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'Joanathan Creek - Season Two'
(Alan Davies, Caroline Quentin, et al / 2-Disc DVD / NR / (1998) 2007 / Paramount)

Overview: The many and manifest delights of Jonathan Creek, the British murder mystery TV series that's inarguably one of the best of its genre, continue with this two-disc set of episodes from its second season. As was the case in Season One, the stories concocted by David Renwick are marvelously ingenious. In the course of these six episodes, sleuths Jonathan Creek (the magician's assistant played by comic Alan Davies) and Madeline "Maddy" Magellan are again confronted with a host of apparently inexplicable and unsolvable crimes.

DVD Verdict: This is one of the cleverest shows I've seen in a long time. It reminds me somewhat of "Lovejoy". You can easily spend an evening watching the entire 1st series and being throughly entertained. Jonathan and Maddie are just wonderful the way they play off each other. If you want a detecive show with lots of blood and violence, you'll have to look elsewhere.

What makes this series memorable is the clever and funny writing and the not-quite-fulfilled relationship between the lead characters. Jonathan, who devises stage illusions, is quiet and thoughtful, but has some great lines delivered with impeccable timing by Alan Davies, who cut his teeth as a comedian. His way of saying "Hmmmm" is priceless - you always know exactly what he means. Maddy, the journalist, is loud and vulgar and over the top, and Cariline Quentin plays her with great relish. The two make perfect foils for each other - by the end of the series the viewer is left wondering whether they will ever get together, but hoping that they will.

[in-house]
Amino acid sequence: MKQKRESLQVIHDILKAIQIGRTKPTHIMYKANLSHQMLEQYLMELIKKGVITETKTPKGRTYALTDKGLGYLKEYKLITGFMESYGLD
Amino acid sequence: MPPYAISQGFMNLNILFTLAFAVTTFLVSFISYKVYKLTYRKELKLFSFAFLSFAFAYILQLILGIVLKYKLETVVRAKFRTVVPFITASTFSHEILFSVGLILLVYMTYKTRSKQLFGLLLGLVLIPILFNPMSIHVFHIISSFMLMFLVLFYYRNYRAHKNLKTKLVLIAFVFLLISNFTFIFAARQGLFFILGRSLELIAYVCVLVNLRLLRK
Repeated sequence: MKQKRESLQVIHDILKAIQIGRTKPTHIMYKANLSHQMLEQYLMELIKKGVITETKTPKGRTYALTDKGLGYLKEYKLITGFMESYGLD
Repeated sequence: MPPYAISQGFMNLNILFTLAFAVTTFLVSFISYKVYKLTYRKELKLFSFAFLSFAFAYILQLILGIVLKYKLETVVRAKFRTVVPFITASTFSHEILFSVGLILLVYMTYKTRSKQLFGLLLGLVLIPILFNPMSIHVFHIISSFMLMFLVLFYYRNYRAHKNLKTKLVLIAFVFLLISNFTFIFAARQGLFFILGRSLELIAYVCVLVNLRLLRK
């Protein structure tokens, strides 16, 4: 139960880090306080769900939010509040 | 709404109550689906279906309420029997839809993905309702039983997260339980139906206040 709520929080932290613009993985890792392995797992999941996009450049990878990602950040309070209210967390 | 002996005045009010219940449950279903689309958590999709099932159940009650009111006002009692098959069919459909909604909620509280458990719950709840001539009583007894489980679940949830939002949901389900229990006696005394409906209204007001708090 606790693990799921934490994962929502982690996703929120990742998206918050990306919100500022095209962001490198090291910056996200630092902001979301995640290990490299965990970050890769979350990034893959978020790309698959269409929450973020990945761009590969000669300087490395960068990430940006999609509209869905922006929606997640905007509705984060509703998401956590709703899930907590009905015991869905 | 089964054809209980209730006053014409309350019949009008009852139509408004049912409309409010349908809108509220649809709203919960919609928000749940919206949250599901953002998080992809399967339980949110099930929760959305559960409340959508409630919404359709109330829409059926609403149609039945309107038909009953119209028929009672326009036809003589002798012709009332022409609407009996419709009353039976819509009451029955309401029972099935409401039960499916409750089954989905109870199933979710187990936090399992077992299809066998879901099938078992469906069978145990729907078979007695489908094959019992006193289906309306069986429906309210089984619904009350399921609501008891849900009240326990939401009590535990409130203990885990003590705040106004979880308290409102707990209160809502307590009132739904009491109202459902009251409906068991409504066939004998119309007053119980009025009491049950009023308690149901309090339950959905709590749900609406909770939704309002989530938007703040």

The photography is beautiful, the locations outstanding (Jonathan lives in a windmill in Sussex) and the support players are of the usual high standard in BBC productions. If you like subtle and clever humor, with some unusual mystery thrown in, this series is for you. I'm eagerly waiting for Season Three to be released!

The highlight of the set (from my humble point of view) is “The Problem at Gallows Gate”. Here, Adam Klaus’ mother comes to town. She has the knack for embarrassing him at every possible moment [including right in front of his friend, “Blind” Hewey Harper (who, secretly, is not blind)]. He pawns her off on Jonathan, who takes her and Maddy on his annual forest ferret-watching expedition. While the mother is looking for an outhouse in the woods at night, she stumbles across a cottage where she just so happens to view a young woman being strangled to death.

When Jonathan and Maddy are brought in, they’re confounded as to why each window and door of the place is locked from the inside. Later, Klaus’ mother is able to successfully identify the murderer, only to be informed that the man in question is Duncan Proctor, a playboy millionaire who publicly committed suicide at his house three weeks earlier!

So, if you want an entertaining, fun and something a little different from the herd, then this is worth checking out. And although Season Two isn’t quite as strong as its first, Jonathan Creek still carries on the tradition of not only being one of Britain’s most intricate crime dramas, but also its funniest. This is a Widescreen Presentation (1.78:1) enhanced for 16x9 TVs but comes with no Special Features.